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GLOBAL MARKETS-Shares, euro slip ahead of Bernanke speech
* Euro retreats as speculation mounts Fed will remain mum
* U.S. shares follow Europe lower as investors close out positions
* Treasury prices gain as stocks fall back
By Herbert Lash
NEW YORK, Aug 30 (Reuters) - Stocks fell and the euro retreated on Thursday as investors pared back expectations that Federal Reserve Chairman Ben Bernanke will signal a new round of economic stimulus in a key address on Friday to central bankers.
A successful Italian bond sale pointed to growing confidence among investors that the European Central Bank will take measures shortly to tackle more effectively the debt crisis that has plagued the 17-member currency bloc.
But investors grew more doubtful that Bernanke will deliver firmer hints on more monetary easing during a highly anticipated speech in Jackson Hole, Wyoming.
Hopes for further easing had grown since minutes of a recent Fed meeting showed policy-makers could act "fairly soon."
U.S. shares slid and European stocks hit a four-week low as investors closed out positions ahead of Bernanke's speech, which is expected to provide some clues to the Fed's next move.
"The market is somewhat extended but you could blow in the wrong direction and something is going to happen," said Stephen Massocca, managing director of Wedbush Morgan in San Francisco.
"It's hard to draw a lot of conclusions given how thin the markets are," he said.
All 10 S&P sectors were lower. The cyclical groups, which closely track the pace of economic growth, declined.
Over the past three weeks the benchmark S&P 500 index has traded in a tight range between 1,400 and the April 2 high of 1,422.38, which has acted as a resistance point to new peaks.
The Dow Jones industrial average was down 91.13 points, or 0.70 percent, at 13,016.35. The Standard & Poor's 500 Index was down 9.79 points, or 0.69 percent, at 1,400.70. The Nasdaq Composite Index was down 30.03 points, or 0.97 percent, at 3,051.15.
In Europe, the FTSEurofirst 300 index of top European shares closed down 0.8 percent at 1,077.93.
MSCI's all-country world equity index, which has edged down over the past seven sessions, was 0.9 percent lower at 320.47.
"People are starting to realize that there is not going to be a huge amount of action from the Jackson Hole meeting. But I don't see a massive sell-off either as the market is waiting for a positive action from the European Central Bank," said James Butterfill, global equity strategist at Coutts.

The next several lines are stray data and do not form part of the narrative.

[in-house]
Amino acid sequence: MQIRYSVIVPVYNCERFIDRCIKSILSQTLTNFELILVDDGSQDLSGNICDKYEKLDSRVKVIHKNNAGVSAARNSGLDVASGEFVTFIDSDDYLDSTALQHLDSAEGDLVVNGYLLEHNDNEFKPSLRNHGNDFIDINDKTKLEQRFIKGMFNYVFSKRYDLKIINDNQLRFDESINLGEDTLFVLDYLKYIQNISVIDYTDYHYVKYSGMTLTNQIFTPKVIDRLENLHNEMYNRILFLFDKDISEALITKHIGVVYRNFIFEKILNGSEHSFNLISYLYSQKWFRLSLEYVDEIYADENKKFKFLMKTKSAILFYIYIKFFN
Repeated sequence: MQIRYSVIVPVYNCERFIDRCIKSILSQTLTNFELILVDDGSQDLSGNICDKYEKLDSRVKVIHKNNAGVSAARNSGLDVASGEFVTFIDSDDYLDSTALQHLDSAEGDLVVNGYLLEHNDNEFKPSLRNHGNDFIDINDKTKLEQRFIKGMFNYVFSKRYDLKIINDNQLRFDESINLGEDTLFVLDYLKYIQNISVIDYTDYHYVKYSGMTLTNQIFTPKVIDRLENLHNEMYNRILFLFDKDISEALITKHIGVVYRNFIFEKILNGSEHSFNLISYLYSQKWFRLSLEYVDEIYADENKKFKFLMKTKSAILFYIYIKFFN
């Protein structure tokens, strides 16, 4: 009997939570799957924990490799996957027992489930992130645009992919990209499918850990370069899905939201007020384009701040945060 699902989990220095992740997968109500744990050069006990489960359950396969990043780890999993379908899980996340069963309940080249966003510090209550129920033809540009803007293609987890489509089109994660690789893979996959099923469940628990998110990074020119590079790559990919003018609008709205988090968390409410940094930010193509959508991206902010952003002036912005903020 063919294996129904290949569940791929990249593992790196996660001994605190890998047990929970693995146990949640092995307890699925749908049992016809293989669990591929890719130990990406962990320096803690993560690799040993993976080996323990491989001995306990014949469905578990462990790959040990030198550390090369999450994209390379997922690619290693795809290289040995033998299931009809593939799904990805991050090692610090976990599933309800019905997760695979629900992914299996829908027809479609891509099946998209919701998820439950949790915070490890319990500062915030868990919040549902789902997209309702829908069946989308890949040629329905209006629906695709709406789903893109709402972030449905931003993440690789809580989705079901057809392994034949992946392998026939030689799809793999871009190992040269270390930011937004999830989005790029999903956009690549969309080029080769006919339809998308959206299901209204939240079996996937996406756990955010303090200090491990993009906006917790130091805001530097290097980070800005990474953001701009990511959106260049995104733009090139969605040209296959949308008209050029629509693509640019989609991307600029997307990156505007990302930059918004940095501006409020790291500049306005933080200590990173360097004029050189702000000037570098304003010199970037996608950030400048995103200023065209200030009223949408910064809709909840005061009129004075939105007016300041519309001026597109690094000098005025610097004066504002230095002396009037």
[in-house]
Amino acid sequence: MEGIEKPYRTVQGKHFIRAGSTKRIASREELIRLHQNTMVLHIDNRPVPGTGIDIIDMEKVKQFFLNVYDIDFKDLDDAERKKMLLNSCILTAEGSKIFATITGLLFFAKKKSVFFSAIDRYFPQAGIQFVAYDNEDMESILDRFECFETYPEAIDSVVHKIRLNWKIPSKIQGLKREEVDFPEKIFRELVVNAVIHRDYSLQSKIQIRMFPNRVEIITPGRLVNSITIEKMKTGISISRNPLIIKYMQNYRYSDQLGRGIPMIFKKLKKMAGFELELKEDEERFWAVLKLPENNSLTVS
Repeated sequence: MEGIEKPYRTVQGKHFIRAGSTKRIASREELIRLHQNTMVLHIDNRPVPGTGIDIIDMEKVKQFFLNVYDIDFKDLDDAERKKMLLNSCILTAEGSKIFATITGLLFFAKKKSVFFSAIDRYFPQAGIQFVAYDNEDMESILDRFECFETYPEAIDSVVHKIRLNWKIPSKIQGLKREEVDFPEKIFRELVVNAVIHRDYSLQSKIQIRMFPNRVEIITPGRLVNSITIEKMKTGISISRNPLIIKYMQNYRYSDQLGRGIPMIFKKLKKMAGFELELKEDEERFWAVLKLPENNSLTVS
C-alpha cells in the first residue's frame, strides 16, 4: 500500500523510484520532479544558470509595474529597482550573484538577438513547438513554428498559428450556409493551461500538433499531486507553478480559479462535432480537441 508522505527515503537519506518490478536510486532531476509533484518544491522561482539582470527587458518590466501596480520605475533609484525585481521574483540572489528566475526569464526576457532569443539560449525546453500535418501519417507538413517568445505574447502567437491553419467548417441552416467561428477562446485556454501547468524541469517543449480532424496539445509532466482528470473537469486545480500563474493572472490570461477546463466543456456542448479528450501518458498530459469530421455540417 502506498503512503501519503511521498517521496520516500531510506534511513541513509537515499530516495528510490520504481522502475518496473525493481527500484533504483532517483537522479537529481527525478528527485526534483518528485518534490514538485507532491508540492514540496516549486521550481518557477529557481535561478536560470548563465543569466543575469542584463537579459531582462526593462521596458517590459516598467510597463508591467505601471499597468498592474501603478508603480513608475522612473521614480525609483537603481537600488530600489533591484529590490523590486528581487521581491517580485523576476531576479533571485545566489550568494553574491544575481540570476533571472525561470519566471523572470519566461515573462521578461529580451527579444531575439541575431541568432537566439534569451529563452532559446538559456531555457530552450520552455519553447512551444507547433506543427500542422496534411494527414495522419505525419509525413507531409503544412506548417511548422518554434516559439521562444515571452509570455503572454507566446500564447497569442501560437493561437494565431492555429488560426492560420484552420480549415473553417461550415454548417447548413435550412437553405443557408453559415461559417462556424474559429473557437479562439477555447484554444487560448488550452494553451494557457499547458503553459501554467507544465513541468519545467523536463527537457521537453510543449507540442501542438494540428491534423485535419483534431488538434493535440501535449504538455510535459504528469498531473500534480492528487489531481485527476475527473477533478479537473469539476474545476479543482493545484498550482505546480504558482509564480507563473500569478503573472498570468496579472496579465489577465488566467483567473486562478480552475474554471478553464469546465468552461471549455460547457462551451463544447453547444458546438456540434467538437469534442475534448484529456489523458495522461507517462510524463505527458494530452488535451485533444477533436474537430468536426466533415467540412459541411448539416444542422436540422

Any signal from Bernanke that the U.S. central bank will embark on another asset-buying program would weigh broadly on the dollar.
The euro fell 0.3 percent at $1.2494, while the U.S. dollar index was up 0.3 percent at 81.751.
A rise above $1.2590 would mark the euro's strongest level in eight weeks.
Investors and economists have become more skeptical over the past two weeks that the Fed will announce another round of bond buying, or "quantitative easing," at its mid-September meeting, according to Reuters polls during the last week.
"The risk with Jackson Hole is that unless there are further strong signals of more easing, the market will take it as a disappointment," said Christian Lawrence, currency strategist at Rabobank, adding that this would be positive for the dollar.
"The bar is quite high, and if there is any paring back of talk of QE, the market is likely to react more because it is more or less expecting it."
The euro gained some support earlier in the day after Chinese Premier Wen Jiabao, who met German Chancellor Angela Merkel in Beijing on Thursday, said he was confident the euro zone could pull out of its debt crisis and that China would be willing, after a proper risk assessment, to keep buying the region's government debt.
Meanwhile, iron ore prices fell to their lowest levels since 2009, dragging down shares in miners including Rio Tinto and BHP Billiton, as a slowdown in top consumer China threatened to further sap demand.
U.S. Treasuries gained in price. Discounting the likelihood of the Fed's launching new stimulus when it meets next month has been the predominant trade in recent weeks despite uncertainty over what debt would be purchased in any new program.
The benchmark 10-year U.S. Treasury note was up 9/32 in price to yield 1.6216 percent.
Growing expectations of a beefed-up bond-buying program from the ECB encouraged solid demand at a sale of 7.3 billion euros ($9.15 billion) of new five- and 10-year Italian sovereign bonds on Thursday.
Oil futures hovered near $113 a barrel as investors looked to forthcoming data to shed light on the direction Bernanke might take. The Chicago Purchasing Managers Index and factory orders are due out on Friday and could shed light on the economy of the world's largest crude buyer.
Brent crude for October delivery rose 53 cents to $113.07 a barrel. U.S. crude fell for a second session, down 93 cents to $94.56 a barrel.
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